Approach to Evaluate Social Impact
Nico published a report on how the company hopes to develop impact as part of a B Corp requirement. The full name of their document is “Nico Impact Assessment Framework”. Looking at the title, two words form a very critical concept.
Social enterprise metrics are difficult to define and measure in most business models. A balance act between social concerns and financial concerns cause numerous clashes or numerous gaps. Deciding on a business model does clarify a few concerns, however, the models lean more towards the exact operations of the business. An Impact Framework anchor method focuses solely on defining the social impact aspects.
In plain language and thirteen pages of PowerPoint-like content, Nico describes what impact they imagine their company will create. The content also describes brief tactics for how each approach will be followed through. The report, like the name suggests, speaks on how they will asses their process of social impact. Nico communicates the model without drowning readers in information.
In the report, the company states:
“Nico’s Impact Framework is the logic for how we will work to achieve our vision of positive social and environmental change. It connects our actions to a defined set of outcomes and it identifies five elements of change that we believe are key to building stronger neighborhoods.”
To give context, the five elements are written below:
- Increased financial inclusion and wealth creation
- Distributed power and stakeholder alignment
- Improved environment and quality of life
- Neighborhood diversity and stability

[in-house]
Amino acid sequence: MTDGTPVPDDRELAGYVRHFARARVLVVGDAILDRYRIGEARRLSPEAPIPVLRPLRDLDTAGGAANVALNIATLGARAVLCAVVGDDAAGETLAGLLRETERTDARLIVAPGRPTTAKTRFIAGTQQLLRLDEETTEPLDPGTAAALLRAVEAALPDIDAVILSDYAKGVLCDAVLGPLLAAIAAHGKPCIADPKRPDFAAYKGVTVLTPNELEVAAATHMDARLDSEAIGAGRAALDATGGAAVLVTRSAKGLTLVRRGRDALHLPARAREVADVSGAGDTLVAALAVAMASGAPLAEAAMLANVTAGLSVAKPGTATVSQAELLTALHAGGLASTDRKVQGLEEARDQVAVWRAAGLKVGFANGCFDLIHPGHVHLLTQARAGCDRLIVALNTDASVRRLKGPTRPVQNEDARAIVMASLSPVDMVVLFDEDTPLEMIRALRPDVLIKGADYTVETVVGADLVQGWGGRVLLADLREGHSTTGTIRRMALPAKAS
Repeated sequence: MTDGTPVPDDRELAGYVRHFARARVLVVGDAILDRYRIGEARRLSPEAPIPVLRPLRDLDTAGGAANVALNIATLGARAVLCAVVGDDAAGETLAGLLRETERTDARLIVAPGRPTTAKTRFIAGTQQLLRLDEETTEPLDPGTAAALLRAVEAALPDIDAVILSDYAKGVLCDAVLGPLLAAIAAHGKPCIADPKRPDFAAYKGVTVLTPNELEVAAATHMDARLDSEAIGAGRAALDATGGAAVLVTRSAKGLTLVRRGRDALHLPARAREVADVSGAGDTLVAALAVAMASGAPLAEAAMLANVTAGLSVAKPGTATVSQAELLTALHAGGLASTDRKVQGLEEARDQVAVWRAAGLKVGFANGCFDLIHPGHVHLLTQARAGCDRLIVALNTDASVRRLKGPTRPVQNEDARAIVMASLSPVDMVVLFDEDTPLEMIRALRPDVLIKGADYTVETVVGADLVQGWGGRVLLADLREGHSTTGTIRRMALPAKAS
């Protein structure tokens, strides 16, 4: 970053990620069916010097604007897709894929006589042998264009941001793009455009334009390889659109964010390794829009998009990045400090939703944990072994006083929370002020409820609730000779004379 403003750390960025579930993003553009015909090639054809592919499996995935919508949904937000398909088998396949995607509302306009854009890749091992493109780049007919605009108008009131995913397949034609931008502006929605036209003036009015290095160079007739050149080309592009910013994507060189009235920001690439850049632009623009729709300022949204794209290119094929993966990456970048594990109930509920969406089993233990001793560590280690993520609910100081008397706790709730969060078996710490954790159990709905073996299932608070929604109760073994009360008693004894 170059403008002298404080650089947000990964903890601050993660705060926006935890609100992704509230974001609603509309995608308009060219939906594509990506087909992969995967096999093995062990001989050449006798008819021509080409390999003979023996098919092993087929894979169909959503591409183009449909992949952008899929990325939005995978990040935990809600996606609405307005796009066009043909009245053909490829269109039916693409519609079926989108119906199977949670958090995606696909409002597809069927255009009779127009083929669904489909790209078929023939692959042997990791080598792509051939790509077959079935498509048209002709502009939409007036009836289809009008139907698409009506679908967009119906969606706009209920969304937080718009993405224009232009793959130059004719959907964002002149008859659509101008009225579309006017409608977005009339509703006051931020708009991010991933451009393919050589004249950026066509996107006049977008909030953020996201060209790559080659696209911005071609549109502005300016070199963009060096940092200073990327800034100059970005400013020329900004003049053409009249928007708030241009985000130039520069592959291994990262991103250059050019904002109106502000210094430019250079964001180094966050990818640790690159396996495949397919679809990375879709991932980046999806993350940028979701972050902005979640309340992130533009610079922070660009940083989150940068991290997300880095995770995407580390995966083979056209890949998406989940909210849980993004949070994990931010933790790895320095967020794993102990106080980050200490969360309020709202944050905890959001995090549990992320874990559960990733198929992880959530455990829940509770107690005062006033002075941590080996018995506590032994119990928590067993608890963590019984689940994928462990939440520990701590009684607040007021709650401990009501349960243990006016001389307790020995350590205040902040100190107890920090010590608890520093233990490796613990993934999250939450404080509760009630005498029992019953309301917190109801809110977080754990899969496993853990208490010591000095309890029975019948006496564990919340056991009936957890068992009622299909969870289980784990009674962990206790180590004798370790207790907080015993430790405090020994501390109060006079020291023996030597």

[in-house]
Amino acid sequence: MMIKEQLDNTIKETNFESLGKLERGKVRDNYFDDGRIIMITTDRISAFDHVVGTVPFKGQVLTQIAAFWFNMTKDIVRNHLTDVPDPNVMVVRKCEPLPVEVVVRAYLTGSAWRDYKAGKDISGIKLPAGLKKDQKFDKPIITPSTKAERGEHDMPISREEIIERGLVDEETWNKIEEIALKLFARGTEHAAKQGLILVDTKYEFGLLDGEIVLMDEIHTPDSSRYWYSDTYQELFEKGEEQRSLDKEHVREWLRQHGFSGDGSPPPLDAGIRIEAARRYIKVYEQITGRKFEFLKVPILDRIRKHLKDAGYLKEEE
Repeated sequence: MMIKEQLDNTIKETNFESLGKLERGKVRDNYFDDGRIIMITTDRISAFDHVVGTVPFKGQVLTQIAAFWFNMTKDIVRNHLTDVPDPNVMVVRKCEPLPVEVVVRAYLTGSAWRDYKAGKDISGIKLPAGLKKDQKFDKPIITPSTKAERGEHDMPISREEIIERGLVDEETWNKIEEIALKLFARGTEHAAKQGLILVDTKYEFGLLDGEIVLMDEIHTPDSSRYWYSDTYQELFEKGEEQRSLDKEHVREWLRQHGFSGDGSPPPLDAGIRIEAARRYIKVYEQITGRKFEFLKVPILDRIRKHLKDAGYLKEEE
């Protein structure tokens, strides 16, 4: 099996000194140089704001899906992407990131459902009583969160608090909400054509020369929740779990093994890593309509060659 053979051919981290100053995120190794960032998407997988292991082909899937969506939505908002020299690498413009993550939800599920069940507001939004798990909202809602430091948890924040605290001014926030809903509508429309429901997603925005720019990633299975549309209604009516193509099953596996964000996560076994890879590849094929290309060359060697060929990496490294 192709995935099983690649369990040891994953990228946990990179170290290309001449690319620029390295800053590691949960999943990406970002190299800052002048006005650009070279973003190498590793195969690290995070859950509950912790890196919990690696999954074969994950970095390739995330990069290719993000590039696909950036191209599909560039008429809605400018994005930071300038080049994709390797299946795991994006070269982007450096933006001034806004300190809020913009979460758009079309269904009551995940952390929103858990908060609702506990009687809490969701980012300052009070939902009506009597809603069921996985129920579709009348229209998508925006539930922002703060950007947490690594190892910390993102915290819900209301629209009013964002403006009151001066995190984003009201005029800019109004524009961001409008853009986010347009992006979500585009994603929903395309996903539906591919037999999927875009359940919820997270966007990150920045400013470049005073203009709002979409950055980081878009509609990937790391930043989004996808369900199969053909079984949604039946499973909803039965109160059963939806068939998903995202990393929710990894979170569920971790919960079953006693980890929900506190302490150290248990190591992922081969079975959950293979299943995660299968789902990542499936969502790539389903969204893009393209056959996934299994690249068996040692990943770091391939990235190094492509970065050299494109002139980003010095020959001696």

- Strong local economy
Soon after introducing the framework, the company adds:
“The Impact Framework is our roadmap for how we will prioritize and measure the non-financial impact of our business on the neighborhood and local community over time. It is not a claim that we are having any specific impact when we launch.”
Certain words standout for this idea, which include: framework, roadmap, and impact. For the anchor method, we will separate the term “assessment” as being a section within the framework.
Measuring is difficult if you don’t know what you are expecting the outcome to be. Imagine a problem you are solving concerns height. Grams will not be used for an outcome related to height. Like units between height and weight are separate, social enterprise may need to take on this approach of knowing what is being measured.
The word “framework” brings this idea that there is a blueprint around what is built for impact, what the outcome will be, and how to get to the outcome. Through this lens, social enterprises can ask questions that communicate the way the impact will exist, or look like. Then, it will be easier to decide on the metrics to measure, or the operations to set in place.
Here is why knowing what you are measuring is different from knowing how you are measuring. Methods of measuring can differ. In our units example, height can be measured in multiple ways: feet, inches, or meters. When you recognize what outcome the social impact is connected to, you can better test the metrics you use. If you are not clear on where your actions lead towards, you could end up in a situation where you are using grams to measure height.
An anchor based on Impact Framework gives a better understanding of an initiative’s structure and commitments to impact. Defining the outcomes can be particularly helpful for social enterprise models that don’t rely on a physical product, like shoes, and more of a concept-based service, like mentorship. Both models can benefit from a framework for impact to create a less vague translation between the path of accessibility and the result after arriving at the need.
Nico’s architect-like Impact Framework completes this profile.
People Helping People Podcast is seeking methods clearly supporting an effective impact. Observations and discussions on happenings in the social enterprise community is a significant part of our contribution to social good. Continue to check-in for more conversation-starting content.